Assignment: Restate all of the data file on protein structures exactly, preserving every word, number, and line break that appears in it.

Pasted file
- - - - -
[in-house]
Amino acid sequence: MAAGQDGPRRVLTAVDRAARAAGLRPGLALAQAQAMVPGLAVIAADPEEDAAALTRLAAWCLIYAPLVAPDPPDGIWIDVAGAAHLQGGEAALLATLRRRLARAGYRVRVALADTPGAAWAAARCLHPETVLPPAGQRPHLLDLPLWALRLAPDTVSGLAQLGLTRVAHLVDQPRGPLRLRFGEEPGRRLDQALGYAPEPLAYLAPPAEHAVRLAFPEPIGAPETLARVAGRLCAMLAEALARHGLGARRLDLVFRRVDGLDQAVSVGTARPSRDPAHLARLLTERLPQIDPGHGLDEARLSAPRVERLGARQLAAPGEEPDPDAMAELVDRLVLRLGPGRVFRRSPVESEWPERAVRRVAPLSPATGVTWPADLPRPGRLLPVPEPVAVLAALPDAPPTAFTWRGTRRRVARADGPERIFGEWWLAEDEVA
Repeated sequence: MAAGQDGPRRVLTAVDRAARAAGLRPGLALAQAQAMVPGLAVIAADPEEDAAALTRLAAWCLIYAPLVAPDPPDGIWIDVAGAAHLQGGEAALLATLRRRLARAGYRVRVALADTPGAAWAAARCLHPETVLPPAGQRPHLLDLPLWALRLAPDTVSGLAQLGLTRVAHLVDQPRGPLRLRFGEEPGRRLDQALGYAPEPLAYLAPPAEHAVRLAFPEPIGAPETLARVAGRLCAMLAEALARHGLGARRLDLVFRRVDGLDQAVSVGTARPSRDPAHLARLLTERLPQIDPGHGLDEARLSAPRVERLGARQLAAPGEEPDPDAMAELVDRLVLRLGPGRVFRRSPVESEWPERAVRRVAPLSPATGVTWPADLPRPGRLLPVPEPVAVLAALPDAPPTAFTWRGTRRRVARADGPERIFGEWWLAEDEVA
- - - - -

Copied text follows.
[in-house]
Amino acid sequence: MAAGQDGPRRVLTAVDRAARAAGLRPGLALAQAQAMVPGLAVIAADPEEDAAALTRLAAWCLIYAPLVAPDPPDGIWIDVAGAAHLQGGEAALLATLRRRLARAGYRVRVALADTPGAAWAAARCLHPETVLPPAGQRPHLLDLPLWALRLAPDTVSGLAQLGLTRVAHLVDQPRGPLRLRFGEEPGRRLDQALGYAPEPLAYLAPPAEHAVRLAFPEPIGAPETLARVAGRLCAMLAEALARHGLGARRLDLVFRRVDGLDQAVSVGTARPSRDPAHLARLLTERLPQIDPGHGLDEARLSAPRVERLGARQLAAPGEEPDPDAMAELVDRLVLRLGPGRVFRRSPVESEWPERAVRRVAPLSPATGVTWPADLPRPGRLLPVPEPVAVLAALPDAPPTAFTWRGTRRRVARADGPERIFGEWWLAEDEVA
Repeated sequence: MAAGQDGPRRVLTAVDRAARAAGLRPGLALAQAQAMVPGLAVIAADPEEDAAALTRLAAWCLIYAPLVAPDPPDGIWIDVAGAAHLQGGEAALLATLRRRLARAGYRVRVALADTPGAAWAAARCLHPETVLPPAGQRPHLLDLPLWALRLAPDTVSGLAQLGLTRVAHLVDQPRGPLRLRFGEEPGRRLDQALGYAPEPLAYLAPPAEHAVRLAFPEPIGAPETLARVAGRLCAMLAEALARHGLGARRLDLVFRRVDGLDQAVSVGTARPSRDPAHLARLLTERLPQIDPGHGLDEARLSAPRVERLGARQLAAPGEEPDPDAMAELVDRLVLRLGPGRVFRRSPVESEWPERAVRRVAPLSPATGVTWPADLPRPGRLLPVPEPVAVLAALPDAPPTAFTWRGTRRRVARADGPERIFGEWWLAEDEVA